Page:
FH: What is the relationship between self-care and mental health?

BJ: The way I look at it, self-care is a form of protection. If you recognize your own limits and boundaries, and work to protect them with rituals and habits, then you can spot problems before they flare up—you can avoid putting yourself in danger. But self-care isn’t a remedy for illness; on its own it won’t stop you from having problems. Some mental health issues are too big, or too deep, or just too far out of your control. But caring for yourself, and for others, is a basic level we can all strive for that can help make the other stuff a little less difficult.

FH: Do you perceive any stigmas around self-care?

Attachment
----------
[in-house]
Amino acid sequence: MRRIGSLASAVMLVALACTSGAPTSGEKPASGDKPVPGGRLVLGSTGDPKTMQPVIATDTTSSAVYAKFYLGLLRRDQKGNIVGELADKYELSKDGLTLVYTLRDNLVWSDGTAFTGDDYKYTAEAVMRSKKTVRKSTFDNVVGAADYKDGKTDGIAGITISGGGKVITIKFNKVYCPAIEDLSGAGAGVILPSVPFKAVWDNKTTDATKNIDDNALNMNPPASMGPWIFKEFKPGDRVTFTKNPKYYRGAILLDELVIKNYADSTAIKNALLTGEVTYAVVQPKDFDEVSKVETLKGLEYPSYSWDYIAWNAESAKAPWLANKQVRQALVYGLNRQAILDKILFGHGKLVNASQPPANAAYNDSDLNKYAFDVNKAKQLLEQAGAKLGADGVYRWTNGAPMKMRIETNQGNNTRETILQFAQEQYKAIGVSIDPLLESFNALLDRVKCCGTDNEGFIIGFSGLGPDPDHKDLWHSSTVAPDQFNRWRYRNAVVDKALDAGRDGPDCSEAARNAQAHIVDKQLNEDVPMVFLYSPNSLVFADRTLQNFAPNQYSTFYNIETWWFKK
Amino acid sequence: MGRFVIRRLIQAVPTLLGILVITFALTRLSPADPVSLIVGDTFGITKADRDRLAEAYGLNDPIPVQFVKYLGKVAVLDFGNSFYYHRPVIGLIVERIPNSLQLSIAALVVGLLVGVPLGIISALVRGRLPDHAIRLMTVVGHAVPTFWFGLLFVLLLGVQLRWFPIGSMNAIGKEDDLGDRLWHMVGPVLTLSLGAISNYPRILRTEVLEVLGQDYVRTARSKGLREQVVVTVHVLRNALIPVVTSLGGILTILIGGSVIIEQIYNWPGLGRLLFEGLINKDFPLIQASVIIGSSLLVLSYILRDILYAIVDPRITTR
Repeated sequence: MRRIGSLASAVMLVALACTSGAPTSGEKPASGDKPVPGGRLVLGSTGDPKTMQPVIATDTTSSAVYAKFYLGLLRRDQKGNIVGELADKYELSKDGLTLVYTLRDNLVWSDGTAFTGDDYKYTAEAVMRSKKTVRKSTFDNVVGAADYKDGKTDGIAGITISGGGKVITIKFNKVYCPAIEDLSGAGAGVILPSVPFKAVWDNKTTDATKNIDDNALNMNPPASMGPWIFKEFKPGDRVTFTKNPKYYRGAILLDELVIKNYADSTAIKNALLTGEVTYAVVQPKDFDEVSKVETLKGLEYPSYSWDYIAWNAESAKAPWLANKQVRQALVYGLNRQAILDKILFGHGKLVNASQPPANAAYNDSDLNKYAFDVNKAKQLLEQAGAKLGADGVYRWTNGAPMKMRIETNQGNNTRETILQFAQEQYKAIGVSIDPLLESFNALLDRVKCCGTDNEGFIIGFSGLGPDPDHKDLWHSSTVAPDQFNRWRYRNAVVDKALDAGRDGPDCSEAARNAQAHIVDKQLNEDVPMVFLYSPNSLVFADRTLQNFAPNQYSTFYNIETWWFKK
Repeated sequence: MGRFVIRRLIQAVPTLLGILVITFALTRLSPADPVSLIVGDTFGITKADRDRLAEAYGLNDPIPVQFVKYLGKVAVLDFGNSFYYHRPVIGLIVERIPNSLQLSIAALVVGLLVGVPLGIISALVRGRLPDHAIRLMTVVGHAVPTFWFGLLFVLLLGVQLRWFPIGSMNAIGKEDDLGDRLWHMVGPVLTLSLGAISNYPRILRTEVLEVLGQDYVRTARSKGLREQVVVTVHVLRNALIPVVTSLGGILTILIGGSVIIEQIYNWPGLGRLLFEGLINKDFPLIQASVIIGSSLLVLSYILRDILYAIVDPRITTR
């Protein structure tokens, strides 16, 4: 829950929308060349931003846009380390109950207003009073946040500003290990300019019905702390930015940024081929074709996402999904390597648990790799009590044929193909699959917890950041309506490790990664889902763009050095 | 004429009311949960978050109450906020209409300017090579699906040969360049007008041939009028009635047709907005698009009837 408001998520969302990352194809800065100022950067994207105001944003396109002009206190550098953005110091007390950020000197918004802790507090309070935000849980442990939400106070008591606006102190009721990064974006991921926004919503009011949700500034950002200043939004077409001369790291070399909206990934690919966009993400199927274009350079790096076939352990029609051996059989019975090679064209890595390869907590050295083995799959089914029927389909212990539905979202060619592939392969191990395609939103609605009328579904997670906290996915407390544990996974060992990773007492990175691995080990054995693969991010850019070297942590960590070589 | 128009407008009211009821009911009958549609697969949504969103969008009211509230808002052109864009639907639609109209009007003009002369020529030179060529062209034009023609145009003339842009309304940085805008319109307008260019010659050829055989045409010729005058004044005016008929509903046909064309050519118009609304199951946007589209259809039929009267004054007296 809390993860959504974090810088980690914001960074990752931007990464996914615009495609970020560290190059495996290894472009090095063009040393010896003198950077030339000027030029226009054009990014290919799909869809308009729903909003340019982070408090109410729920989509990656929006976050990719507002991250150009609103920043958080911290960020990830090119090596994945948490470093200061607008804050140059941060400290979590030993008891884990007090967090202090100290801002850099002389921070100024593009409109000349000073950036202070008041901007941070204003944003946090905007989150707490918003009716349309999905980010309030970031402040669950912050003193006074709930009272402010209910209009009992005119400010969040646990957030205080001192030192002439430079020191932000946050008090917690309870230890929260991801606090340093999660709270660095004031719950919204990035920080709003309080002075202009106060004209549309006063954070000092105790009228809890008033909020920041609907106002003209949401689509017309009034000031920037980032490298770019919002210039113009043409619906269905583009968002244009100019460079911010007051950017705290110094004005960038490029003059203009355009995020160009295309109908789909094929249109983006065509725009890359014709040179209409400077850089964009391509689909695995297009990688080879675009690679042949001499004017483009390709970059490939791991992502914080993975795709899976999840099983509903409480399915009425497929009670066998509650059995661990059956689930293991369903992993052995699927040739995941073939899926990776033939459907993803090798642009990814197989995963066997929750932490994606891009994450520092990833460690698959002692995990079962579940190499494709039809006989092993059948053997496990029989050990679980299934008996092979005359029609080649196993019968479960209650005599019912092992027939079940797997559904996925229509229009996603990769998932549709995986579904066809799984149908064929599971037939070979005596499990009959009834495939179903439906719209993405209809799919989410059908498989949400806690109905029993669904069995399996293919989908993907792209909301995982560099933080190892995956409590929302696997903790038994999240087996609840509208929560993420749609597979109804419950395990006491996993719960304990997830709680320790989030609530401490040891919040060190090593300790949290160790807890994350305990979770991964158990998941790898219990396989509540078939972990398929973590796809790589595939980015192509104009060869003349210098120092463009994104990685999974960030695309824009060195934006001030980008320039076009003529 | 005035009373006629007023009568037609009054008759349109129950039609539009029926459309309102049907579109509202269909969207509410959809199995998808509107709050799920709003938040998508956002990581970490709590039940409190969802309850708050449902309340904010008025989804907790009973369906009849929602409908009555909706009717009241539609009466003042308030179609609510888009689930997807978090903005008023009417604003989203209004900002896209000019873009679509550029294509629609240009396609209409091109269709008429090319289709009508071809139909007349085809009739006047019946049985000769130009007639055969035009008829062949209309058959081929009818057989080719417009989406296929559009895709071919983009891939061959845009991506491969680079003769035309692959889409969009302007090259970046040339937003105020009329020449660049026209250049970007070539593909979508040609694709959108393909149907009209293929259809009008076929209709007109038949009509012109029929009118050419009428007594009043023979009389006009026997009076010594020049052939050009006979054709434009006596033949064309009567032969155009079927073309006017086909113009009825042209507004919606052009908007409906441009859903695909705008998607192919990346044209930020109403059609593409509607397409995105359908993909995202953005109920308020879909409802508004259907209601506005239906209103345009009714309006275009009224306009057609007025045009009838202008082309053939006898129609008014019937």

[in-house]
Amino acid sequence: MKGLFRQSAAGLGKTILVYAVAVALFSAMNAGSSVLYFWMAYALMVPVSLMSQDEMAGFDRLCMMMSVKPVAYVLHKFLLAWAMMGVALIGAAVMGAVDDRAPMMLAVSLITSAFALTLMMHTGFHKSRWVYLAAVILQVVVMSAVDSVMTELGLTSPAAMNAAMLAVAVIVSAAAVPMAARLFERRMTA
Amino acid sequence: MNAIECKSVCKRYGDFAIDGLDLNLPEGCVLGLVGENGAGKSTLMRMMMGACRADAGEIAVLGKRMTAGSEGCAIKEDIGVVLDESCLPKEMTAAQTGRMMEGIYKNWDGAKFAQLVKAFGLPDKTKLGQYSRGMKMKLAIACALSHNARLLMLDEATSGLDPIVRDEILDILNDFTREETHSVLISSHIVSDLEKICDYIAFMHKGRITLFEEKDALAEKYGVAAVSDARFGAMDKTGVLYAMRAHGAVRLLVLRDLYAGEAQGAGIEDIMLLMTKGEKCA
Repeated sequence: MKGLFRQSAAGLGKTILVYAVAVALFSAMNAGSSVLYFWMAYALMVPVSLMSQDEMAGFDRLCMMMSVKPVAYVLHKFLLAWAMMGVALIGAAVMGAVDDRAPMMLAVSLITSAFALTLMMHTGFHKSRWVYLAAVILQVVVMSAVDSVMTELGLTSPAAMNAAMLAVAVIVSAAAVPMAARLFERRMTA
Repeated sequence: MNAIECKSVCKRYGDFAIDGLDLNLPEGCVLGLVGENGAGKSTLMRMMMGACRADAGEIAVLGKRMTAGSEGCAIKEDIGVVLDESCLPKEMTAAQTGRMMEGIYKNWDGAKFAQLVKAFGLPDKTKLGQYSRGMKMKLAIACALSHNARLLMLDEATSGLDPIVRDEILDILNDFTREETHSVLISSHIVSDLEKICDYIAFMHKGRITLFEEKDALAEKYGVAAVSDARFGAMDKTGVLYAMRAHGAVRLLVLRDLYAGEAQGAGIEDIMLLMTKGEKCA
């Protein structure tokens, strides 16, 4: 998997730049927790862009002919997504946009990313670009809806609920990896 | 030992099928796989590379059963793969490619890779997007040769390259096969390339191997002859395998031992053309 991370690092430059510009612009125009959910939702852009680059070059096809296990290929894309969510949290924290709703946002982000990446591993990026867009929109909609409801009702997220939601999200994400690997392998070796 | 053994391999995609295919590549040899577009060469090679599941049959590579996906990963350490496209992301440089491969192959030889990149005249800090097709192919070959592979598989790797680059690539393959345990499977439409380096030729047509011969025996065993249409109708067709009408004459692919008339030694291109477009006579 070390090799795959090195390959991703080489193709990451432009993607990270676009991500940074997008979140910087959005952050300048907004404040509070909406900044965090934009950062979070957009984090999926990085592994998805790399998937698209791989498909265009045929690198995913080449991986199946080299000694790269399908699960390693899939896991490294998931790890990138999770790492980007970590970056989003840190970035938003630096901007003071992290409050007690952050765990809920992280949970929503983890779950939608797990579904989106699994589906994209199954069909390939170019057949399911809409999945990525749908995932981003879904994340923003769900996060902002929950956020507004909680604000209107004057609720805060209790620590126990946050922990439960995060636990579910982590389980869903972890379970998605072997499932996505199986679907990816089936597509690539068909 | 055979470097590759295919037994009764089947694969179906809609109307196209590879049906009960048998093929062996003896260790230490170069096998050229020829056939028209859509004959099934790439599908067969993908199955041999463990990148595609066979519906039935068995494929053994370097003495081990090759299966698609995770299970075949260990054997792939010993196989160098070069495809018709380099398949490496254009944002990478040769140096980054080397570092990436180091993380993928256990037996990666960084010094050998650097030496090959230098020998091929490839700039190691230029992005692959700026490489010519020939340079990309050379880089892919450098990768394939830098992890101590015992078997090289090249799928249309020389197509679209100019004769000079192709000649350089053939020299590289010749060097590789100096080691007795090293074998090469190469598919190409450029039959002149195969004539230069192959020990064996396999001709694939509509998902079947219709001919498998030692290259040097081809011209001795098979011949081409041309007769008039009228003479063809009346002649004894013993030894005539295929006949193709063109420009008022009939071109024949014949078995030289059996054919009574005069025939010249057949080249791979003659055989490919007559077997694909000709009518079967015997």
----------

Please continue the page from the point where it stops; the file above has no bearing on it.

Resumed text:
BJ: When the idea was first captured—by Audre Lorde, I think—it meant something very specific. Now I think the term has become pretty commercialized and something more like “treat yourself.” Because of that, self-care has become more about consumption—which in turn generates a stigma that it’s about selfishness. But it doesn’t have to be that. There’s actually a great conversation in our current issue about this, where we asked a group of activists to talk about their feelings on burnout, self-care, and mental health. Some people feel like “self-care” become totally meaningless and all about buying your way out of your feelings, but Erica Baker of Project Include, who’s a tireless advocate for inclusion in the tech industry, points out that who are we to judge what somebody else’s self-care looks like? I think that’s a healthy way to think about it, even if judgment is part of where the stigma comes from.

FH: In what ways do you think our culture is failing at self-care and mental health? And what ways do you see it succeeding/shifting in a positive way?